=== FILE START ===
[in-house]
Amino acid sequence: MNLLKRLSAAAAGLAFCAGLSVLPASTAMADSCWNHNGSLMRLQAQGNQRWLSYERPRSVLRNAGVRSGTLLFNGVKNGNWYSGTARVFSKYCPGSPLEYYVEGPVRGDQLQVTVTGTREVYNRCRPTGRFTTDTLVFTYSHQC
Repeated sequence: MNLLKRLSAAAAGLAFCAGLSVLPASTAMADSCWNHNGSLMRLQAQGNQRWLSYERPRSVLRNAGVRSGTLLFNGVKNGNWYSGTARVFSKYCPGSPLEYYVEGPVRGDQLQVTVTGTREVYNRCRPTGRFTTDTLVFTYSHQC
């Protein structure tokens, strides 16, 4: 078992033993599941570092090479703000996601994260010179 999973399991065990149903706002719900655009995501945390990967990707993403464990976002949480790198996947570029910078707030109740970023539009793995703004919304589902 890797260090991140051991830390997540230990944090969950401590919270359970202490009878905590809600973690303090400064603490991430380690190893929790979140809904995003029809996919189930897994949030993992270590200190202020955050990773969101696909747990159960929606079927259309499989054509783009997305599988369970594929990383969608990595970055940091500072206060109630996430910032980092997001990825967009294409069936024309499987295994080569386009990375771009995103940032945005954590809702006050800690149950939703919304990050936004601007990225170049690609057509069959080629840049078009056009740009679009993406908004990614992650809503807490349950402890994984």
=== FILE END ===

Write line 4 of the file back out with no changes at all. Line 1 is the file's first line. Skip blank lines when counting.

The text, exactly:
């Protein structure tokens, strides 16, 4: 078992033993599941570092090479703000996601994260010179 999973399991065990149903706002719900655009995501945390990967990707993403464990976002949480790198996947570029910078707030109740970023539009793995703004919304589902 890797260090991140051991830390997540230990944090969950401590919270359970202490009878905590809600973690303090400064603490991430380690190893929790979140809904995003029809996919189930897994949030993992270590200190202020955050990773969101696909747990159960929606079927259309499989054509783009997305599988369970594929990383969608990595970055940091500072206060109630996430910032980092997001990825967009294409069936024309499987295994080569386009990375771009995103940032945005954590809702006050800690149950939703919304990050936004601007990225170049690609057509069959080629840049078009056009740009679009993406908004990614992650809503807490349950402890994984």